He found another transformer lying around that I thing it was for a cordless phone or something, and put it back where I left my 9v transformer. He never said anything, he thought it was the same.

    I plugged it in a MT-2, and made a LOUD horrible sound, so I unplugged it thinking what the hell happened. I look at the transformer and I see it says 12v.
    I'm scratching my head thinking where did this come from.
    I asked my brother and he confessed that he replaced it cuz he forgot to plug the 110v-9v into a 220v-110v transformer (I know, I bought the transformer there in the US where the voltage is 110, and here in argentina its 220v).
    He didn't say anything thinking I was gonna get mad for burning the 9v transformer, but now I'm even more made that its possible that I fucked my MT-2 and a BOSS ME-50. (I don't really use these pedals, but I was counting on the money to buy something better, now I'm at $0) :(
     
  12. SmokeyDopey

    SmokeyDopey Well-Known Member VIP Member

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    (by the way, my brother is a drummer, which explains his lack of knowlegde for these thing lol)
     
  13. brp

    brp Well-Known Member

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    The pedal is definitely NOT going to instantly fry neccesarily just from plugging in a 12v adapter. It's more important that the polarity of that 12 volt adapter was correct for the pedal (center pin negative?).
    Can you put a 9v battery in the pedals and see if they work with that?
     
  14. SmokeyDopey

    SmokeyDopey Well-Known Member VIP Member

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    I guess I can try that. The thing is I don't even waste my money on those batteries cuz theyre too expensive here. So you get an idea, its as if I told you one of those batteries would cost you 20 dollars. Ir pretty ridiculous, so I soon as I get a hold of a 9v transformer I'm gonna try it out.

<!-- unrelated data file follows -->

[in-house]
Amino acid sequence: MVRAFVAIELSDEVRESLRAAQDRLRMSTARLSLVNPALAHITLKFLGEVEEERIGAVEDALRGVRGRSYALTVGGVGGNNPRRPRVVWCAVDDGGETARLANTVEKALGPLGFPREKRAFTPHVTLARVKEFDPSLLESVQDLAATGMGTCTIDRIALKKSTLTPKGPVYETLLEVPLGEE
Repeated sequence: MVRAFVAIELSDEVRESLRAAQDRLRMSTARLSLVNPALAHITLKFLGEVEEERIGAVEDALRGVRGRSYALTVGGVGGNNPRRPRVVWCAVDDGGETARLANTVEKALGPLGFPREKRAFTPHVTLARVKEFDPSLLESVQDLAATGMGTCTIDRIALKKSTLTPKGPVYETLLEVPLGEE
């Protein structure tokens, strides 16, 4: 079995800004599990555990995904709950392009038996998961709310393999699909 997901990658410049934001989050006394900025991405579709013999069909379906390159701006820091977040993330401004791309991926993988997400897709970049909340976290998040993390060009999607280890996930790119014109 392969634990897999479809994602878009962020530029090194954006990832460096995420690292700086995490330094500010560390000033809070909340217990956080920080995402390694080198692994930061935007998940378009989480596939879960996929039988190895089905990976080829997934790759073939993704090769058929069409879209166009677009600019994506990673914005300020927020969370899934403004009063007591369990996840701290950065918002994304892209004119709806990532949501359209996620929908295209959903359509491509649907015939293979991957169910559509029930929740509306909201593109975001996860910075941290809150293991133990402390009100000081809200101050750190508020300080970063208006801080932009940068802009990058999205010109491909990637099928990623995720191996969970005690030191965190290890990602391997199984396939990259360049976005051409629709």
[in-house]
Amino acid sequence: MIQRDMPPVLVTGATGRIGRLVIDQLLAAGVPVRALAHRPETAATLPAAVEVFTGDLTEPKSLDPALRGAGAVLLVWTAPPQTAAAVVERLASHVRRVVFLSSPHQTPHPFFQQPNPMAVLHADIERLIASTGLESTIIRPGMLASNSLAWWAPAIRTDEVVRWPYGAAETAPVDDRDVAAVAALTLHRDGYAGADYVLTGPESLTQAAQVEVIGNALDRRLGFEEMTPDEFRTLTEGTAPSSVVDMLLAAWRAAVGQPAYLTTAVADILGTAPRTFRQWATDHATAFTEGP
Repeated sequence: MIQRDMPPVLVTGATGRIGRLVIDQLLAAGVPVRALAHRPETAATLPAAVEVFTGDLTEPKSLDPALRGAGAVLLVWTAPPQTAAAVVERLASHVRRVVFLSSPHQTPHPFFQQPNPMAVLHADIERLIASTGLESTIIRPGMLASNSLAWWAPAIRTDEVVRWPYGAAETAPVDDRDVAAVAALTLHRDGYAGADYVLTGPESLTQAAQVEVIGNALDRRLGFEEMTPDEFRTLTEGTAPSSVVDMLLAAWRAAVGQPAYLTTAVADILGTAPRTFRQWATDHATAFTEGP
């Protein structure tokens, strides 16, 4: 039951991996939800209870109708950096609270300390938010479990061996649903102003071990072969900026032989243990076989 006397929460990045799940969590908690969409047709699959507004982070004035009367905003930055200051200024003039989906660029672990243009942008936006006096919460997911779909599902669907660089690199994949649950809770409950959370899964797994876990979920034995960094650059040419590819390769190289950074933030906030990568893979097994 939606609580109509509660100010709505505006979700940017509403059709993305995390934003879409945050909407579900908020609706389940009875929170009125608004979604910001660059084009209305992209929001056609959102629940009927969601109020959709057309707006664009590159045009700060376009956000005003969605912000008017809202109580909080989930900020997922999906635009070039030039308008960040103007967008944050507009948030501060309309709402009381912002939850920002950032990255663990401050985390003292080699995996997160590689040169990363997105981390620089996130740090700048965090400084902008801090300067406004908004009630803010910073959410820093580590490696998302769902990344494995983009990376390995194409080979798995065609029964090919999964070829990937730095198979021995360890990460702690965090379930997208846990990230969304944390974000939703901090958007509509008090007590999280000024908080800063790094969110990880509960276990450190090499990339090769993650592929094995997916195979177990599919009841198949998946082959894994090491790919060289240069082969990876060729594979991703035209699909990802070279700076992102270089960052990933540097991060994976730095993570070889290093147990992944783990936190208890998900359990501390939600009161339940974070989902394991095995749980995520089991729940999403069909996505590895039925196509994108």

And yeah, pretty sure the polarity was correct (I hope lol)
     
  15. Marshall & Moonshine

    Marshall & Moonshine Well-Known Member

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    Damn, dude! That sucks! I don't know of any regular Boss pedals that will handle 12v, but some things will "survive" it for a short time.
    I won't make a list, but my little brother fucked up a TON of my stuff and never said anything. Some of it he still denies to this day, that lying little cocksucker. In the movie, Han Solo had TWO arms. Why did my action figure have one?
    Oh well. I don't know the laws in Argentina, but in the U.S., you're not allowed to shoot family members.
    The damage to your pedals MAY not be as bad as it seems. It's possible that the guilty adapter had a reversed polarity to what the pedal needs to work it's magic on your sound. That might not do any damage, but could make the sound you're describing. I wouldn't toss the pedals until you try them with a battery or new correct power supply.
     
  16. Marshall & Moonshine

    Marshall & Moonshine Well-Known Member

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    Ha ha! See what happens when you take too long to post a "Quick" reply?
    :)
     
  17. V-man

    V-man New Member

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    FWIW, MXR states that you CAN go 18v into their 9v carbon copy (which gives more tonal options). I asked the tech myself after reading and this was confirmed, BUT after asking if my 104 Distortion plus could do the same, I got a definite "NO".
     
  18. SmokeyDopey

    SmokeyDopey Well-Known Member VIP Member

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    Yeah you cant really shoot family members here either... lol

    Well I hope it survived then.
    As soon as I try it Ill come back to thisa thread and update the results.


    thanks!
     
  19. marvar

    marvar New Member

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    How many of you guys really check the voltage on those adaptors?
    I decided to measure my wall warts-
    Out of 6 I checked, only 2 were really in the 9 volt range, the rest ran anwhere from 11 to 17 volts, ALL OF THEM WERE MARKED AS 9 VOLT 200MA !
    The worst offenders were the BOSS PSA consistantly running in the 17 volt range.
    You might already be putting more than 9volts into your pedals!
     
  20. Marshall & Moonshine

    Marshall & Moonshine Well-Known Member

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    Once again, Voodoo Lab pays for itself.